Edinburgh Art Festival takes step to heaven
A public artwork on a set of Victorian steps and a major exhibition inspired by the King James Bible are featured in the Edinburgh Art Festival.
Turner prize-winner Martin Creed has transformed the landmark Scotsman Steps by cladding each of the 104 steps in a different colour of marble.
Artist David Mach's new work translates biblical imagery into modern settings.
The month-long art festival also features leading artists such as Anish Kapoor and Robert Rauschenberg.
It is Kapoor's first solo show in Scotland.
As well as Creed's work on the Scotsman steps, which were built in 1899 and run from North Bridge to Waverley Station, the programme includes another new public artwork.
The Solar pavilion in St Andrew Square Garden is a temporary structure designed by Karen Forbes.
The glass chamber is described as a "contemporary expression of the city's long fascination with optics and optical devices for viewing".
Mach's exhibition, Precious Light, is his largest ever solo show, stretching across five floors of the City Art Gallery.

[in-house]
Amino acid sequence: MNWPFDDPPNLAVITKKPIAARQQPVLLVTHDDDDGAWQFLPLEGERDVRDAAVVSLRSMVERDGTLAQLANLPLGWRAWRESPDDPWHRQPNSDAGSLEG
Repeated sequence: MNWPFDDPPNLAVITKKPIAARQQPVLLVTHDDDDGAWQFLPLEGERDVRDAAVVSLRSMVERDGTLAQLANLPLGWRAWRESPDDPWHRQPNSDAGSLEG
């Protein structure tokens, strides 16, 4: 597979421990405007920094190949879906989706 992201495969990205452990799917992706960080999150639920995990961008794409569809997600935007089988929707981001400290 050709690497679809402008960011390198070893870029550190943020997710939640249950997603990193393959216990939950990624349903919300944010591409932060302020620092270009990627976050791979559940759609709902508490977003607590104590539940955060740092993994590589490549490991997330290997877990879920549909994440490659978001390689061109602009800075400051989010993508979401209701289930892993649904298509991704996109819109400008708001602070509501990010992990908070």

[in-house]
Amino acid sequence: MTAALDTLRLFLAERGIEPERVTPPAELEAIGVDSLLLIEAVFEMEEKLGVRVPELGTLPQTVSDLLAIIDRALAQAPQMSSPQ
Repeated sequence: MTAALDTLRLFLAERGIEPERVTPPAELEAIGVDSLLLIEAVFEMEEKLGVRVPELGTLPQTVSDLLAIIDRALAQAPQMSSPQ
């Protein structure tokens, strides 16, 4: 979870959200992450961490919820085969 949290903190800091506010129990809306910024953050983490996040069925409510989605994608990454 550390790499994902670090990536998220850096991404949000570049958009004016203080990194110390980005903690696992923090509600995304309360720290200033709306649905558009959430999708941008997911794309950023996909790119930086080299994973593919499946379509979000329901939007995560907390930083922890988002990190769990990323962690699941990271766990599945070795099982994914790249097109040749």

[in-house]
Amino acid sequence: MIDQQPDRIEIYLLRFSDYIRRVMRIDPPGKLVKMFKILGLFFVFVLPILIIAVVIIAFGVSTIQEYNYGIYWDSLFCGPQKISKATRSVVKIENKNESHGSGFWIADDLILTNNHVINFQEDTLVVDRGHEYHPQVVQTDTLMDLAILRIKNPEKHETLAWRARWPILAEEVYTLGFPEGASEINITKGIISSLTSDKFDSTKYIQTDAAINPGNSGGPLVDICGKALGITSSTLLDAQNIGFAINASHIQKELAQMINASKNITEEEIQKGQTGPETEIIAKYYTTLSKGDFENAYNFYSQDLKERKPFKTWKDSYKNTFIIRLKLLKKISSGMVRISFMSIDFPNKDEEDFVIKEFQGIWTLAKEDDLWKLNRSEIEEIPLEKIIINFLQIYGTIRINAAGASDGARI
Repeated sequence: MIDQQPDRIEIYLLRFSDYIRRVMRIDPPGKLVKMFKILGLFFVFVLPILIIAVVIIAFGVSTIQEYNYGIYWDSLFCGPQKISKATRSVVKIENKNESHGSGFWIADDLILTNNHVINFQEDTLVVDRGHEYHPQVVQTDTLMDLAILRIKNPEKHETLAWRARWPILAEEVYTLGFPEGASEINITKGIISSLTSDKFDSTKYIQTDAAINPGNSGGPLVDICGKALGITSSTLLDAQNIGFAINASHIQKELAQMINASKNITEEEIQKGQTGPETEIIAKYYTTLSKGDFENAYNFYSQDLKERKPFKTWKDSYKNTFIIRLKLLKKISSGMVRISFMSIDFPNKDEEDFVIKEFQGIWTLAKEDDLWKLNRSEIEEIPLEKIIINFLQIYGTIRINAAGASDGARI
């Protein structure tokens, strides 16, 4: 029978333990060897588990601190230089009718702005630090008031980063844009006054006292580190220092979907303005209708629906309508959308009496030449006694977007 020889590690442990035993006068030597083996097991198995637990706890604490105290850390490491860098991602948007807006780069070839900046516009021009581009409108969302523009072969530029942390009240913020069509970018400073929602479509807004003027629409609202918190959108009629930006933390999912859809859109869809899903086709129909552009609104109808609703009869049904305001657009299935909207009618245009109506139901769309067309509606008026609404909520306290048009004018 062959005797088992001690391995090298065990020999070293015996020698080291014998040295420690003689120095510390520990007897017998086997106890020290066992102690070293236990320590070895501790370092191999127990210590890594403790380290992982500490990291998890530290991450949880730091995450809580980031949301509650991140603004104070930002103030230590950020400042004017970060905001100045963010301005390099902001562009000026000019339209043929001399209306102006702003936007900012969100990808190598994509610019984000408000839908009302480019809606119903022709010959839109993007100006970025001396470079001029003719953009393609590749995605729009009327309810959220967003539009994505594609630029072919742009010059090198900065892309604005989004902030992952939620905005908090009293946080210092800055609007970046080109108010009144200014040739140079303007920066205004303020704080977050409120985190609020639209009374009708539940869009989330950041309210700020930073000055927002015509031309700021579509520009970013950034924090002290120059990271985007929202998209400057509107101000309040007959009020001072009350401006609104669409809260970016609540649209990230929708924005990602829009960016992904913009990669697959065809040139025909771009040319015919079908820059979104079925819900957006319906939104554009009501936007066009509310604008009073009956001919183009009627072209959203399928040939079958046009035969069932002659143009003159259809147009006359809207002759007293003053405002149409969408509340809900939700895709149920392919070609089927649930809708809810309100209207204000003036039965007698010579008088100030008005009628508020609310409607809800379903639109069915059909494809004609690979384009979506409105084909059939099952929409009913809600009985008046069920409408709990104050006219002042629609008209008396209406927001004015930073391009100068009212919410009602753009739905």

A larger-than-life-sized devil's head made from thousands of match heads will be set alight later to mark the start of the Edinburgh Art festival.
He had also planned to set alight a replica of Jesus but details about whether this will go ahead are uncertain.
Among the 42 exhibitions which form the festival, there is also a collection of 50 portraits of the Queen, on show at the National Gallery of Scotland.
John Byrne, Elizabeth Blackadder and Tamsyn Challenger are also included in the festival.
Festival director Sorcha Carey said: "EAF is unique in the range and diversity of the practice it showcases and gives festival visitors the opportunity to experience the very best in international visual art in the world's festival city."